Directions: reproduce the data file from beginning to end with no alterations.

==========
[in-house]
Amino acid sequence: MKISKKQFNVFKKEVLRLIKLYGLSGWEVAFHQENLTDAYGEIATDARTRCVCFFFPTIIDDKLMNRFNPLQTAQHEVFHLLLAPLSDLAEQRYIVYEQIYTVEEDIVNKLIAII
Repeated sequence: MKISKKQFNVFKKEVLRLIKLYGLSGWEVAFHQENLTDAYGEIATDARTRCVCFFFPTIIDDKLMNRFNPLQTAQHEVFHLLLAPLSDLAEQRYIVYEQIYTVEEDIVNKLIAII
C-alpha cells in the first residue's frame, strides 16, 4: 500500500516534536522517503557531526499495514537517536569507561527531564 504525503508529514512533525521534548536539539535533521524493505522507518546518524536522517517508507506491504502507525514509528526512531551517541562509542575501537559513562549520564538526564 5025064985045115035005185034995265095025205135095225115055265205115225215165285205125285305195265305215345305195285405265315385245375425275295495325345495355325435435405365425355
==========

[in-house]
Amino acid sequence: MKISKKQFNVFKKEVLRLIKLYGLSGWEVAFHQENLTDAYGEIATDARTRCVCFFFPTIIDDKLMNRFNPLQTAQHEVFHLLLAPLSDLAEQRYIVYEQIYTVEEDIVNKLIAII
Repeated sequence: MKISKKQFNVFKKEVLRLIKLYGLSGWEVAFHQENLTDAYGEIATDARTRCVCFFFPTIIDDKLMNRFNPLQTAQHEVFHLLLAPLSDLAEQRYIVYEQIYTVEEDIVNKLIAII
C-alpha cells in the first residue's frame, strides 16, 4: 500500500516534536522517503557531526499495514537517536569507561527531564 504525503508529514512533525521534548536539539535533521524493505522507518546518524536522517517508507506491504502507525514509528526512531551517541562509542575501537559513562549520564538526564 5025064985045115035005185034995265095025205135095225115055265205115225215165285205125285305195265305215345305195285405265315385245375425275295495325345495355325435435405365425355